Scott DeNeve is used to being the youngest businessman in the neighborhood.
At 7, he tucked tomatoes from the family garden into paper bags and went door-to-door, selling them to neighbors.
At 9, he was mowing lawns — with a vengeance — eventually earning enough from 16 regular customers to pay for his own riding mower, plus two go-karts and bicycles.
At 24, he started his own real estate brokerage. That was five years ago. This month, Platinum Realty ranked 129th on Inc. magazine’s list of the country’s fastest-growing companies.
His success, he said, is a natural extension of what he learned at a young age.
"I was used to working for what I wanted," he said. "It gave me confidence. I could make anything happen with my own hands if I wanted to work for it."
The magazine’s list ranks Platinum, based in Overland, Kan., at No. 1 in its real estate category, with a three-year leap in growth of more than 2,000 percent, from $116,202 in revenue in 2006 to $2.5 million in 2009.
The company currently has three offices and more than 250 agents, he said.
A college dropout who said he had long been attracted to real estate, DeNeve managed family-owned rental properties, then got his license in 2003, working for Reece & Nichols Realtors, now owned by HomeServices of America.
"I wasn’t a profound agent — wasn’t an out-of-this-world successful agent," he said, "but I worked hard."
Two years into the business, at 24, he got his broker’s license, inspired by a concern that has run through many an agent’s head.
"I started Platinum for a selfish reason," he said. "I was giving half my commission to my broker. That next year (after founding the brokerage), I was making twice as much money and I didn’t have to work any harder."
But it was certainly an interesting year, having recruited 20 agents who were based in a single office that measured all of 120 square feet. The tiny space met two of his key business criteria, DeNeve said: frugality and creating a certain kind of appearance.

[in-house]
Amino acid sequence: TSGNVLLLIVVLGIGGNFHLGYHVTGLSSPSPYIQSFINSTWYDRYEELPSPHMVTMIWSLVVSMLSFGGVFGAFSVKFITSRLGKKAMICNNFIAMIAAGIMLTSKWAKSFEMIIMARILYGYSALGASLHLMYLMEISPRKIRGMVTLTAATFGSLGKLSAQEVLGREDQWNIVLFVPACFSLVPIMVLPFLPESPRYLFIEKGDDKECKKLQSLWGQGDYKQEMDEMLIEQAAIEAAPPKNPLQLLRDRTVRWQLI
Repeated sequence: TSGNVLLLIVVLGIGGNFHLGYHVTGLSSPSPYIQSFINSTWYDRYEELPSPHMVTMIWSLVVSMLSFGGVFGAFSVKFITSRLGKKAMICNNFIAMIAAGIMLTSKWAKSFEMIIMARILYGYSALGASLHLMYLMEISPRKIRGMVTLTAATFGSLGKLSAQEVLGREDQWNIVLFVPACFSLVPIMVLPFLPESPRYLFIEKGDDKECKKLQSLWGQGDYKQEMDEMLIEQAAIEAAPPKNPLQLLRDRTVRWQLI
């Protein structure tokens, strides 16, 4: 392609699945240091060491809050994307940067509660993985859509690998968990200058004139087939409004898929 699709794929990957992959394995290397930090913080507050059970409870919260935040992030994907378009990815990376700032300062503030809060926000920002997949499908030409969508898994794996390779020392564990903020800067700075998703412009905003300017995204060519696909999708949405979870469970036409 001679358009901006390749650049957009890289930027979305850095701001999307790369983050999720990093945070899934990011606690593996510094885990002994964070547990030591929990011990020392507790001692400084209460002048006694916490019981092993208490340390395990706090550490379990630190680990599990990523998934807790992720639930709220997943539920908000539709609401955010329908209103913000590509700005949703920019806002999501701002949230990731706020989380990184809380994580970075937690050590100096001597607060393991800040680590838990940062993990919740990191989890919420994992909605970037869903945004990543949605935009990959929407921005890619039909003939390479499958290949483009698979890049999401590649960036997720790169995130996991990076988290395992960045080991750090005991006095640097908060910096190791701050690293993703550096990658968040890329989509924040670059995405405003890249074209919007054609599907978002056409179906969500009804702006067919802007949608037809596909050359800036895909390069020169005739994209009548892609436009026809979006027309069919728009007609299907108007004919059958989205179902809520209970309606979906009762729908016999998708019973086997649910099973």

His immediate goal, he said, was to avoid debt: He was financing the startup out of his own pocket. (The company remains debt-free, he said.)
"The whole thing was not a get-rich-quick idea — it was the opposite," he said. "We made sure we were paying as we were going. A lot of real estate companies go get the big space and the huge resources and say, ‘How are we going to pay for it?’
"They say, ‘Let’s rack the commissions up from the agents and that will pay for it.’
"I said, ‘Let’s get the agents first and pay for it as we go.’ "
Nonetheless, he said, he had strong ideas about what kind of impression a real estate office should make on clients.
"I don’t believe in strip-mall, tacky offices," he said. "If you’re going to pay that street-frontage rent, you should invest in nicer offices."
So he set up his first shop in an executive suite in an office building.
"It was very, very small," he recalled, laughing. I had two computer desks in there, and a file cabinet. I brought my own laptop from home, and had another laptop that I got from an eviction when I was a property manager."
There was some overflow space — agents had access to conference rooms where they met with clients, though they had to share the rooms with other tenants in the building.
Tight as it was, it worked, he said, because agents tended to be doing business from home or out in the field — and the overall space created the image he was looking for.
"We put up a solid appearance," DeNeve said. "From the outside looking in, we were established."
Making a proper appearance is critical in his business, he said.
"My goal is to bring class back to real estate," he said. "Class, to me, is how you dress, how you talk, how you present your company, having pride in what you’re doing.
"With so many real estate companies, when people walk in they’re not professional-looking," DeNeve said.
Recruiting those initial agents at the age of 24, though, wasn’t easy, he said.
"That was my biggest struggle," he said. "Nobody took me seriously because of my age."
He didn’t start out seeking a specific agent profile because he couldn’t afford to be terribly choosy.
"I was more thankful for the people who did give me a chance at first," he said. "I gave them my spiel and people were attracted to it. They were sold on my ideas and my enthusiasm."
Of course, a relatively generous commission split helped, he said.
"We didn’t have the overhead and were able to give back to the agents," he said. "At first, we attracted independent-minded people who didn’t need hand-holding."
As the company grew, though, he also recruited agents who wanted the mentoring and coaching that Platinum Realty began to provide.
His company’s immediate goal, DeNeve said, is to increase its position in the Kansas City market, and then develop a regional presence.
Eventually he may franchise his brand, he said. But, he insisted, it will never be vice-versa.
"I believe in following my own dreams and goals," he said. "I don’t believe in following somebody else’s goals by being a franchise. I’d rather make the waves than ride the waves."
Mary Umberger is a freelance writer in Chicago.
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